RICHMOND — Barbara and Eric Minteer’s son, Alex, died from a fentanyl overdose in 2017. He was 29 years old.
“Drugs cost Alex three jobs, his long-tine girlfriend, his license, his car, all of his friends, and in the end drugs took his life,” Minteer says in a presentation she shares with groups throughout Rhode Island. “He stole from his family to get money to buy drugs. I had to sleep with my car keys and my wallet. I found him many times under the beds and furniture trying to find enough change to buy a bag.”
The Minteer family lives in Richmond, and Alex and his two sisters attended Chariho schools. Alex started experimenting with drugs when he was 15 and continued to use them throughout high school, then at Rhode Island College. It was there, during his final year, that he was introduced to heroin.
Minteer’s story recounts the graphic details of the day she and her husband found Alex dead in his room. When first responders were unable to revive him, they attached a tag to his big toe, zipped him into a body bag and carried him out of the house.
“I didn’t get to hug him. I didn’t get to cut off a piece of his hair," Minteer said. "I didn’t remember that he wanted to be an organ donor. I never got to say ‘I will always love you no matter what.’ I never got to say goodbye. I never got to ask him if he wanted to be buried or cremated. I never got to ask him for the password for his phone or computer. Now, I have no pictures and no recording of his voice. I am so afraid that I am going to forget what he sounds like."
Minteer believes the stigma of addiction prevented Alex from seeking help. She said the stigma discourages the families of addicts from sharing their stories, so she is sharing hers.
“Instead of curling up into a ball of grief and shame, I have chosen to stand strong and do something to make a difference,” she said. “If sharing Alex’s story can be part of ending the negative stigma surrounding drug abuse and addiction then that is what I choose to do.”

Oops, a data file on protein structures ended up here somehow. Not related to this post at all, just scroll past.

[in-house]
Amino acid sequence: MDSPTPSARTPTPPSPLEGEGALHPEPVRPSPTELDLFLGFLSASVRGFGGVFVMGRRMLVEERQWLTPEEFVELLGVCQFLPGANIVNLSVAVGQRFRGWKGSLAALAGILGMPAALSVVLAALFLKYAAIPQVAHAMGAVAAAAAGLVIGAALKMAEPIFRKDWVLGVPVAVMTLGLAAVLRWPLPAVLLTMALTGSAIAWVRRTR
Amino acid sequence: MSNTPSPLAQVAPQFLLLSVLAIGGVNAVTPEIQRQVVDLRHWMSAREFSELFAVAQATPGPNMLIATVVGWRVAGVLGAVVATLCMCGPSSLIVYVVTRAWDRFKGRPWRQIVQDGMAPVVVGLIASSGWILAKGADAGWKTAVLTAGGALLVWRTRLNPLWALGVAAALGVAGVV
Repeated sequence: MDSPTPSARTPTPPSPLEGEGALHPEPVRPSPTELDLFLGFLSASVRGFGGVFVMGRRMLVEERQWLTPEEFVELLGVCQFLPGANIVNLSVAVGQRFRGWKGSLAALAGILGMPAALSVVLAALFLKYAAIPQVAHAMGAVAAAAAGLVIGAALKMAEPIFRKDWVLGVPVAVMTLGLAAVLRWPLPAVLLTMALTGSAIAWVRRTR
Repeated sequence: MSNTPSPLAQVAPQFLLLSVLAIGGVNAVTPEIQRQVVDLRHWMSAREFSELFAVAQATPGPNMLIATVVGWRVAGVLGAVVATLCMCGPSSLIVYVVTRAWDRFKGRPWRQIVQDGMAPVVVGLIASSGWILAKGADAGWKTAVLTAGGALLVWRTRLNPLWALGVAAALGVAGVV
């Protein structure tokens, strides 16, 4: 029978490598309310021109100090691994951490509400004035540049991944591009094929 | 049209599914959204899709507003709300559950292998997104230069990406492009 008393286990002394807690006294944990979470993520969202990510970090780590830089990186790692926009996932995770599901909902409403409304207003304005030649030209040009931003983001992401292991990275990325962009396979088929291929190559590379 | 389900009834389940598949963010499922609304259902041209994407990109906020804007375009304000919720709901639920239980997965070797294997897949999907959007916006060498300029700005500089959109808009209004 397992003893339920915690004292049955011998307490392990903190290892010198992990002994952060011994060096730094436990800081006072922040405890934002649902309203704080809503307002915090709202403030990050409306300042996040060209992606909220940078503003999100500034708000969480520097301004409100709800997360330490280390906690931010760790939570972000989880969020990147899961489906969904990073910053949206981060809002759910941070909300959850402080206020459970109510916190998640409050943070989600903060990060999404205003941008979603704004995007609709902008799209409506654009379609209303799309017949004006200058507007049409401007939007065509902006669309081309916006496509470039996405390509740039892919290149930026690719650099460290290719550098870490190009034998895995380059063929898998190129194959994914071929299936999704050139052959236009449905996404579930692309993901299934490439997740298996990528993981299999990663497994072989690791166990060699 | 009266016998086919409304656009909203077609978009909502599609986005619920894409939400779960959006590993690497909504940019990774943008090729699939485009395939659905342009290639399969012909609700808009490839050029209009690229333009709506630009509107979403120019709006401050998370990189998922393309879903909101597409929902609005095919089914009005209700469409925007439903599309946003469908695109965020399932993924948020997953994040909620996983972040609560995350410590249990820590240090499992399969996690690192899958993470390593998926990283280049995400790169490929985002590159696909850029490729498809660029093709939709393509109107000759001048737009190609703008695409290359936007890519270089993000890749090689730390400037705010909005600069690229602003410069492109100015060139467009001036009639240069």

After Alex died, his grieving family was left to try to learn how to live without him.
Minteer and her husband tried therapy and a support group in Warwick.
“My husband and I together saw a therapist and neither of us really found that helpful,” she said. “Then the next group that we found was called ‘Build the Banner of Love.’ It’s a group that’s specific to parents who have lost children to addiction.”
Minteer then heard about the local Strong Arms support group, led by Terri Censabella and Kate Tokarski, which meets at St. Thomas Episcopal Church in Alton.
“When I found that there was a local group, I was interested in attending because I didn’t have to drive the half hour to Warwick to the other group. This group has been very helpful, I guess because I was able to talk to freely and openly. No judgment,” she said.
Minteer now shares her family’s story with groups ranging from students at the Chariho Alternative Learning Academy to first responders and medical professionals.
Censabella and Tokarski, both members of the Chariho Youth Task Force, started the Strong Arms group because South County residents had no local support resources.
“There isn’t anything in Chariho or even in South County,” Censabella said. “There was a need. I have a list of students, alumni, who have passed away from suicide or overdose and then what happens to these families when that happens? Where’s the help for them?”
Tokarski added, “For me, the big thing was there was so much focus on prevention and treatment and recovery for the people who are suffering with the disease, which is appropriate, and yet I wasn’t seeing a lot of support, at least in South County, for these families.”
The Strong Arms support group welcomes families who are currently living with addiction as well as families who have lost loved ones.
“We have both,” Censabella said. “We are hoping that the families that have gone through it can help support the families that are in it.”
Tokarski said both groups could help each other.
“The whole point is that it would be healing to a family that has been through it, who might feel still so helpless after losing their child can now offer some help to another family,” she said.
Minteer, who still attends Strong Arms group meetings, said she would continue to share her family’s story in the hope that it would make it easier for people to talk about addiction.
“I hope to educate people so that they feel differently about addiction and substance use disorder,” she said. “It’s not just the bums on the street anymore that become addicts. It’s people just like you and me.”